There is no absolute right or wrong answer to these questions. Such a decision is very personal. Above all else, remember it is your right to choose if or when to discuss your gender identity, your genitals, or any other part of your body. If someone insults or attacks you because of their expectations about your body, that is NEVER YOUR FAULT.
NO. Plenty of non‐trans people do not have discussions about their gender or their bodies prior to having sex. However, while you do not owe it to anybody to talk about your genitals prior to a sexual encounter, it may be safer to do so. It may also be less awkward or uncomfortable in general. So it may be ideal to have a conversation about the type of sex you would like to have beforehand. If this is simply not your style or not an option, that is okay. In terms of safety, there are advantages and disadvantages to disclosing in various situations. Your decision may be different depending on the person you are talking with and how sensitive or aware they seem.
The advantage of this is that you have a better shot at weeding out people who are unfamiliar with trans people which may mean not having to endure as many annoying questions on a date. Another distinct advantage is attracting people who are specifically attracted to your gender identity and/or your body type. Disadvantages? You may also attract people who eroticize trans people in a non‐respectful way. If you feel any discomfort from the language someone uses with you in an e‐mail, feel free to tell them so and/or ignore or block them.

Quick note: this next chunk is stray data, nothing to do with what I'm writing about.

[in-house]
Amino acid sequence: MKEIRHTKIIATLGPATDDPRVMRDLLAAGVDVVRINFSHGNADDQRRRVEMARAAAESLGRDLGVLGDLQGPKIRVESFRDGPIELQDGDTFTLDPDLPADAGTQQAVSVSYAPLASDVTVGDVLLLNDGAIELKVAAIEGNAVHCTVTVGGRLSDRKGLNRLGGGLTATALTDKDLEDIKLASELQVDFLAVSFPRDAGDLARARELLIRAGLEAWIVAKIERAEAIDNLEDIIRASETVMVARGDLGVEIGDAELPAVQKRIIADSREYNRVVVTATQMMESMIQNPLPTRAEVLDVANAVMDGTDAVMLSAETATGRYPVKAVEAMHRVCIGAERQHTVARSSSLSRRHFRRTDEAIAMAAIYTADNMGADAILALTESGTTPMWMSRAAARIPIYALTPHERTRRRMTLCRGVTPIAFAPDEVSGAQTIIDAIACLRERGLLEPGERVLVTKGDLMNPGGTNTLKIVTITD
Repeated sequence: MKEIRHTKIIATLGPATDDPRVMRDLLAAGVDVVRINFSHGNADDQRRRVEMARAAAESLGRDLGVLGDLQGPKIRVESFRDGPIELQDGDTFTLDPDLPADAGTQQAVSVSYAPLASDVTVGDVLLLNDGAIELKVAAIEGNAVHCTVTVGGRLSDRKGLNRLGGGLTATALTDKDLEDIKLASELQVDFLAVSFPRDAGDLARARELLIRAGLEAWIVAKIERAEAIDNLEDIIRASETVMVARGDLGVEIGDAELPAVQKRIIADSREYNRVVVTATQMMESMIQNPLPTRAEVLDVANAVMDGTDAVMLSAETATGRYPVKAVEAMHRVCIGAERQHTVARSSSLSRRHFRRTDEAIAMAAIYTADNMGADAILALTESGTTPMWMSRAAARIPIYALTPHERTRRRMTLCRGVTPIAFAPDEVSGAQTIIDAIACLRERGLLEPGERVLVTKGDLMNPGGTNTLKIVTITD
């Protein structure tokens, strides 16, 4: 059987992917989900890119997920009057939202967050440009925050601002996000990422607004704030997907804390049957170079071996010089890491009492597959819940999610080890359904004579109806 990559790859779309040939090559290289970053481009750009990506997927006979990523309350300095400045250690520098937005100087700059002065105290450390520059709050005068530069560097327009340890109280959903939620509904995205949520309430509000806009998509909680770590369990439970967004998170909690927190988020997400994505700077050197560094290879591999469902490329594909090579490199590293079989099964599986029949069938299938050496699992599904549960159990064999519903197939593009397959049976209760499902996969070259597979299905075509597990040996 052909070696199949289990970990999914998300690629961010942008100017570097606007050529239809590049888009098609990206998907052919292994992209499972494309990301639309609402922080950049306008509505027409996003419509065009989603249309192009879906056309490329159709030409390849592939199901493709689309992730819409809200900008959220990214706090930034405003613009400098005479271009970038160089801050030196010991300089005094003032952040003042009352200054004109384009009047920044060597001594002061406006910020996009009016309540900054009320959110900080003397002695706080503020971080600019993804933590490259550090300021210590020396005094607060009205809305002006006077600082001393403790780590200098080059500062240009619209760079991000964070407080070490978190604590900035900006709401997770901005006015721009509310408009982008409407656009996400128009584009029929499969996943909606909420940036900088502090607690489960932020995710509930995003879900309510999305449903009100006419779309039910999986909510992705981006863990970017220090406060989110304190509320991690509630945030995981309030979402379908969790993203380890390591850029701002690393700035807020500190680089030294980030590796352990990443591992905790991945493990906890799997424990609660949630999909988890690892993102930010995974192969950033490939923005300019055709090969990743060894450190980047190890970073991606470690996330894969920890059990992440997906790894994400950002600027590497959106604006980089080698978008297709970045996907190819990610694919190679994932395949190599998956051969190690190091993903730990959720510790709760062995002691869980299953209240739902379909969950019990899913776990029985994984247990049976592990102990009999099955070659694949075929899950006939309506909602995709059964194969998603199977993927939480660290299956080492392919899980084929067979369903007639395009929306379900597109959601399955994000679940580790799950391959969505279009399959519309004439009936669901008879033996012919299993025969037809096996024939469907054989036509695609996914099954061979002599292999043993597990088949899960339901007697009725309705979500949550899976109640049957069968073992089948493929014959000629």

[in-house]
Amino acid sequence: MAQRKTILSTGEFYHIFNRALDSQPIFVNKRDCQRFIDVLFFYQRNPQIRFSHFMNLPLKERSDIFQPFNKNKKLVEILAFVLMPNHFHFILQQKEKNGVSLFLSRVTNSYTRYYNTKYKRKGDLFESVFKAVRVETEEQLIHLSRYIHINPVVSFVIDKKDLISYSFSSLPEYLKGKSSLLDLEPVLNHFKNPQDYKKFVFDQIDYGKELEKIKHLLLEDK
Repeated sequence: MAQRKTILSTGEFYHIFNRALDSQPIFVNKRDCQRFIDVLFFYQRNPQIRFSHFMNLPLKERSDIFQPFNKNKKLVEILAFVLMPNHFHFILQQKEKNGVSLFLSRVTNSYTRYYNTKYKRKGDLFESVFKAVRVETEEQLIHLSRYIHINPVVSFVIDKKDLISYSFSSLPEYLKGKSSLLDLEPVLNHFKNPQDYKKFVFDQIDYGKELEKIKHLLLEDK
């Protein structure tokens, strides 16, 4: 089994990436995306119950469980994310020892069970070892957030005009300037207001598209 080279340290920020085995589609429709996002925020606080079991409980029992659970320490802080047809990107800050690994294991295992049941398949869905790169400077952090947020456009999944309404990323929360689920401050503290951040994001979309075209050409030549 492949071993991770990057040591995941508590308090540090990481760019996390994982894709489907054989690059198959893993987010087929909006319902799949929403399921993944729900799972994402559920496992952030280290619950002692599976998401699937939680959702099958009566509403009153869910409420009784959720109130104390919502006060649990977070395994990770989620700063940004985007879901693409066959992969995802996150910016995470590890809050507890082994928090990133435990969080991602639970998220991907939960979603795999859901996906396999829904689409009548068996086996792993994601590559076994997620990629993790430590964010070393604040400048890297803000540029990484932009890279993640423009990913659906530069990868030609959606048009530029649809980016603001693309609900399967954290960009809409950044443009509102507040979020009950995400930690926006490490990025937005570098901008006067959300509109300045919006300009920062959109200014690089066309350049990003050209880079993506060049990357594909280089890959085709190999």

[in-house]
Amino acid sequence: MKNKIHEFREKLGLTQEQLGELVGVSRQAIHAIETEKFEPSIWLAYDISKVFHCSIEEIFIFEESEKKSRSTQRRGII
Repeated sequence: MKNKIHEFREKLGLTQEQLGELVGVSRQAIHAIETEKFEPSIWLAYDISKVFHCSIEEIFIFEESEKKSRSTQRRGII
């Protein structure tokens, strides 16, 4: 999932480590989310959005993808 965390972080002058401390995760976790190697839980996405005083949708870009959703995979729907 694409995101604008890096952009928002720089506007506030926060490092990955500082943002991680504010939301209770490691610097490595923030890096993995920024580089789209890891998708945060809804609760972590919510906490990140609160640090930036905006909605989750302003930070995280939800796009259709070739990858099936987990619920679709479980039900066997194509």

If you are responding to another person’s ad, disclosing at some point during the chat or e‐mail exchange is an option. Again, you have the advantage of getting the conversation at least started before you meet in person and if there is a negative reaction, you don’t have to deal with it face‐to‐face. A possible disadvantage could be that if someone responds negatively, they could potentially forward your e‐mail or publicly ‘out’ you online or otherwise invade your privacy. This is why it is good to create an anonymous e‐mail account.
Privacy violations or public outing are probably less likely to happen this way if someone responds negatively. Also, being able to hear someone’s tone of voice and gage their language use in real time can be helpful. E‐mail and chatting can easily be ‘rehearsed’ and can be less authentic. A phone conversation can give you a more realistic impression of how sensitive or knowledgeable someone is about trans people.
Some trans people, when meeting potential dates or sex partners in person, choose to reveal information about trans identity and/or body before a sexual encounter. Unlike an online conversation, you will be able to read body language and other nonverbal cues. Often times, discussions about trans identity can be accompanied by discussions of what the two of you do and do not want to happen, and discussions about safer sex.
A date can be an ideal time to talk about gender identity, since general discussions about your lives, background, family, etc will likely be happening. If someone responds in a way that makes you uncomfortable, you will be in public. Again, it can be brought up in the context of a safer sex discussion, or in the context of your past.
Some people choose to have gender identity, genitalia‐related, and/or safer sex discussions at this point. It may feel like having the discussion prior would be assuming too much or that the opportunity just wasn’t there. Waiting until this point does in fact allow you to be certain that a sexual encounter is desired. One potential disadvantage however is that you may no longer be in public at this point if the person responds in a threatening manner. Also, sexual conversations can actually sometimes be less awkward when they are brought up in a non‐sexual setting, like a public place. Sometimes it can actually be harder to talk about personal, sexual topics after sexual activity has already begun.